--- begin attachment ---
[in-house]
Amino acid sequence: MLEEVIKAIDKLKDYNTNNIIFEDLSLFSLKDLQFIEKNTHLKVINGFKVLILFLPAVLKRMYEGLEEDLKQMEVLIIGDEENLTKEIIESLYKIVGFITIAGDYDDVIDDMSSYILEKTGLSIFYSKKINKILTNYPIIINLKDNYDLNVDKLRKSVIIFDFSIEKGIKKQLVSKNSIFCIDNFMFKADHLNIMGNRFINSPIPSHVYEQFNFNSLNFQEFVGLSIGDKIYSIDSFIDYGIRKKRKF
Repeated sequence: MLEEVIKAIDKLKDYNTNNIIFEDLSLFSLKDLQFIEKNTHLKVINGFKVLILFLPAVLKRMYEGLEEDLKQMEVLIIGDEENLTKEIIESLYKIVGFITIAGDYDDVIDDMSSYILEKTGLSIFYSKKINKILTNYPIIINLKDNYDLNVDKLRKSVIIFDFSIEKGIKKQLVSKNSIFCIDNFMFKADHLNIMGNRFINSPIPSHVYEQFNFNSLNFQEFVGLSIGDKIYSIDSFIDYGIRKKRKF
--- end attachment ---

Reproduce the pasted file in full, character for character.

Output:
[in-house]
Amino acid sequence: MLEEVIKAIDKLKDYNTNNIIFEDLSLFSLKDLQFIEKNTHLKVINGFKVLILFLPAVLKRMYEGLEEDLKQMEVLIIGDEENLTKEIIESLYKIVGFITIAGDYDDVIDDMSSYILEKTGLSIFYSKKINKILTNYPIIINLKDNYDLNVDKLRKSVIIFDFSIEKGIKKQLVSKNSIFCIDNFMFKADHLNIMGNRFINSPIPSHVYEQFNFNSLNFQEFVGLSIGDKIYSIDSFIDYGIRKKRKF
Repeated sequence: MLEEVIKAIDKLKDYNTNNIIFEDLSLFSLKDLQFIEKNTHLKVINGFKVLILFLPAVLKRMYEGLEEDLKQMEVLIIGDEENLTKEIIESLYKIVGFITIAGDYDDVIDDMSSYILEKTGLSIFYSKKINKILTNYPIIINLKDNYDLNVDKLRKSVIIFDFSIEKGIKKQLVSKNSIFCIDNFMFKADHLNIMGNRFINSPIPSHVYEQFNFNSLNFQEFVGLSIGDKIYSIDSFIDYGIRKKRKF